An Educational Model That Integrates Ipec Collaborative Practice Competency Domains across Multiple Disciplines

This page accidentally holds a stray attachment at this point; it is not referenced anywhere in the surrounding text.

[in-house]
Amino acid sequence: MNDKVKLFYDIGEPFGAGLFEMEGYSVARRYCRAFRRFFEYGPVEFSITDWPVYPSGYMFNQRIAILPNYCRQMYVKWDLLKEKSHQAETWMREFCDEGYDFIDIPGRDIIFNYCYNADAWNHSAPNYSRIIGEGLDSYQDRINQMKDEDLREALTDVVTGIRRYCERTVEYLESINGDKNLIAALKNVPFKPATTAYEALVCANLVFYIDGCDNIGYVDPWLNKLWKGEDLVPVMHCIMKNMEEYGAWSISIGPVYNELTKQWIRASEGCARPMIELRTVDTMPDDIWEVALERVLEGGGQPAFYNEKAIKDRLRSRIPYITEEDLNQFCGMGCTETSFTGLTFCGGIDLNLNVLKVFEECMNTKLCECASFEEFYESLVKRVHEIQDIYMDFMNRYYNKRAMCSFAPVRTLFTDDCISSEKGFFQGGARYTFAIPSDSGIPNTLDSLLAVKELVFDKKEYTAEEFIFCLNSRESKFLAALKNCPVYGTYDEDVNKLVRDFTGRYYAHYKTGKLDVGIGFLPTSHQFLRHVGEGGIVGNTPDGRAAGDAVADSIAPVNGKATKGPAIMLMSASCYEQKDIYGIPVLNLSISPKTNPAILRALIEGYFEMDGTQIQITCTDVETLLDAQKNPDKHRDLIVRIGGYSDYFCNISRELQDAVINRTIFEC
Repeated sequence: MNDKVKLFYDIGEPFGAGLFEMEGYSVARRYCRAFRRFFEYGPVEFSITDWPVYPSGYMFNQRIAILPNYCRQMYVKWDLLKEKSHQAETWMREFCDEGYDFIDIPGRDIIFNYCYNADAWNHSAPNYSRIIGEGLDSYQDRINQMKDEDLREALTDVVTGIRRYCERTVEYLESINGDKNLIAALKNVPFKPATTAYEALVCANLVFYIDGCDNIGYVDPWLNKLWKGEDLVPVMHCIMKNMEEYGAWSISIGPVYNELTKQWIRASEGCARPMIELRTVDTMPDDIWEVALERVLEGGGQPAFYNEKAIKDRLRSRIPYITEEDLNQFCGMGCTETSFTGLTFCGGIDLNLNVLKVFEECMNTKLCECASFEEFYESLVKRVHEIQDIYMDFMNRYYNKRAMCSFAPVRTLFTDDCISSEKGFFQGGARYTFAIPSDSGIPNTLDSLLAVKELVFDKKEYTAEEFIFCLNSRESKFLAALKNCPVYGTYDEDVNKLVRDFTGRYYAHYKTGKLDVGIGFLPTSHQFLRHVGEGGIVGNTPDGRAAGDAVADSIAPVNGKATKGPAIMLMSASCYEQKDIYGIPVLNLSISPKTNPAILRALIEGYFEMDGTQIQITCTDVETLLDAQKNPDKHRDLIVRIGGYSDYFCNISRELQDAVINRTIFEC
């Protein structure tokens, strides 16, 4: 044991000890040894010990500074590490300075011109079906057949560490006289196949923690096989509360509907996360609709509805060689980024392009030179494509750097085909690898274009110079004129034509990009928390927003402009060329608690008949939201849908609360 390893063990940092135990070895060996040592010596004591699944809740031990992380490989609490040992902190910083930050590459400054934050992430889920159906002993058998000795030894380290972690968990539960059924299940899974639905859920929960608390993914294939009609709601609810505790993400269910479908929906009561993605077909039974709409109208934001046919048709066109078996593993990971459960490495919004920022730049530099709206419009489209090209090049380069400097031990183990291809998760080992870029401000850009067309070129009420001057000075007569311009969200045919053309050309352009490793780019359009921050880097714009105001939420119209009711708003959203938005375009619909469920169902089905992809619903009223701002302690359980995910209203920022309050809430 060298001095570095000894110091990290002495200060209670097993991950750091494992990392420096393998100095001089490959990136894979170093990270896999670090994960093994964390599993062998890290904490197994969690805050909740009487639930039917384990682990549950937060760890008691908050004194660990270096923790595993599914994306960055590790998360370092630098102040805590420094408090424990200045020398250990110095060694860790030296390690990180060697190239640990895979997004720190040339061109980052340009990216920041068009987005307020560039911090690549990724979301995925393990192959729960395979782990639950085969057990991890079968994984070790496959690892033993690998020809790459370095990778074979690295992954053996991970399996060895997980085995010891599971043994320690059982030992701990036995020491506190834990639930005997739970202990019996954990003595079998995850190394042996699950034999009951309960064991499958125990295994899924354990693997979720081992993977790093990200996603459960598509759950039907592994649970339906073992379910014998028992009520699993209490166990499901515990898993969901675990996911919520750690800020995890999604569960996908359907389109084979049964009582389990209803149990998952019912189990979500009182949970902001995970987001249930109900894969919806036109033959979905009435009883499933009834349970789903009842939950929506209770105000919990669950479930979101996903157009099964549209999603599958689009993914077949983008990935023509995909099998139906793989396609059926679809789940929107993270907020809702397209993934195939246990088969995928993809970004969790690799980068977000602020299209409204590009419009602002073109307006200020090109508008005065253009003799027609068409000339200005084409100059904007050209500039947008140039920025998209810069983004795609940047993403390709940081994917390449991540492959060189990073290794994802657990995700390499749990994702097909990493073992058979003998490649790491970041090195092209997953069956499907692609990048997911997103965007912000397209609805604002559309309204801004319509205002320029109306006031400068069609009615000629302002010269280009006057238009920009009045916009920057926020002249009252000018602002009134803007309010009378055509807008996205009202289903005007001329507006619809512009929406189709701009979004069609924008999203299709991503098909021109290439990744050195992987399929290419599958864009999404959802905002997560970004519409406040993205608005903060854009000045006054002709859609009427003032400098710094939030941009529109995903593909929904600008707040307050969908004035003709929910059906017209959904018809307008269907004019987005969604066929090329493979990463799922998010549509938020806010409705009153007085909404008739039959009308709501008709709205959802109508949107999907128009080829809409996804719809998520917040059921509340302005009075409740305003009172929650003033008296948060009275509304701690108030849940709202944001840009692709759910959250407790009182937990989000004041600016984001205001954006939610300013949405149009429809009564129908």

Purpose: The purpose of this project was to design an educational model that integrates the Interprofessional Education Collaborative (IPEC) Collaborative Practice Competency Domains into the curriculum across multiple disciplines. A faculty team from physical therapy (PT), occupational therapy (OT), medicine, and physician’s assistant (PA) programs, collaborated to create an introductory interprofessional education (IPE) framework and course module series. Currently, there are limited studies in rehabilitation education programs demonstrating the effectiveness of IPE-based activities on student outcomes. The proposed framework employs a series of novel educational activities including a multi-disciplinary escape room and scavenger hunt experience, chart review, and interprofessional (IP) simulation scenarios. Description: The Introductory IPE-Series and framework was piloted on first-term students in PT and OT programs. An innovative IPE-based activity of a multi-disciplinary scavenger hunt and escape room experience was used at the start of the series. Multi-discipline teams identified various medical devices, tools, and equipment in a scavenger hunt and shared the use of these items in their specific discipline. The team then used letters from the scavenger hunt items to create secret passwords that were embedded in the IPEC 2016 Panel report to complete an escape room challenge. IP management was fostered through a team-based medical chart review of a complex patient. Multi-disciplinary student teams reviewed the chart and identified medical terminology, lab values, and patient-pertinent findings. Students also considered potential application and use of items identified in the first IPE activity during the scavenger hunt/escape room experience as part of the scaffolded learning approach. IP collaboration among members was used to create a multi-discipline treatment plan to safely mobilize the patient. The same complex patient scenario was used in simulation, to further promote the scaffolded learning, and students would implement the developed treatment plan, practice IP communication with other disciplines and the patient and family members and perform vital sign assessment. Challenges from the patient and family were scripted into the scenario to assess student knowledge of their own role and the role of other providers. A second simulation scenario was deployed toward the end of the term to challenge IP values and ethics in the health care setting and delivery environment. Summary of Use: First-term PT and OT cohorts of 105 students participated in the pilot IPE framework and series. Pre-assessment using the IPEC Competency Self-Assessment Tool (Dow, Granados, Mazmanian, & Sheldon, 2014) was used to establish baseline measures in a first-term patient/client care management course. After completing the IPE-series, post-assessment of the same outcome measure was used as well as qualitative measures through post-course questions for student reflection on experiences and perspectives. Aggregated data was used to analyze student outcomes as a result of the IPE-series and framework. Importance to Members: Interprofessional education (IPE) elicits better quality behaviors amongst team players promoting improved patient safety and patient outcomes (IPEC Panel, 2011). However, there is a gap in multi-disciplinary health-science academic and clinical education regarding the effects of IPE-based activities and the impact on educational effectiveness and tools to measure student performance (Sabus & Macauley, 2016). The use of simulation in healthcare has been in use for many decades and even in the past centuries and have dated back to ancient times. Rehabilitation education programs are starting to integrate this effective educational methodology and finding practical application for health-science students. IPE has been established as a key criterion and is a permanent fixture in educational content today. The literature supports the data from this study and reinforces the need to advance the area of simulation research to foster collaboration, learning, and IPE among healthcare students. Guidance and recommendations from the current literature provides a strong foundation to further pursuits in this emerging aspect of education and best practices for health-sciences.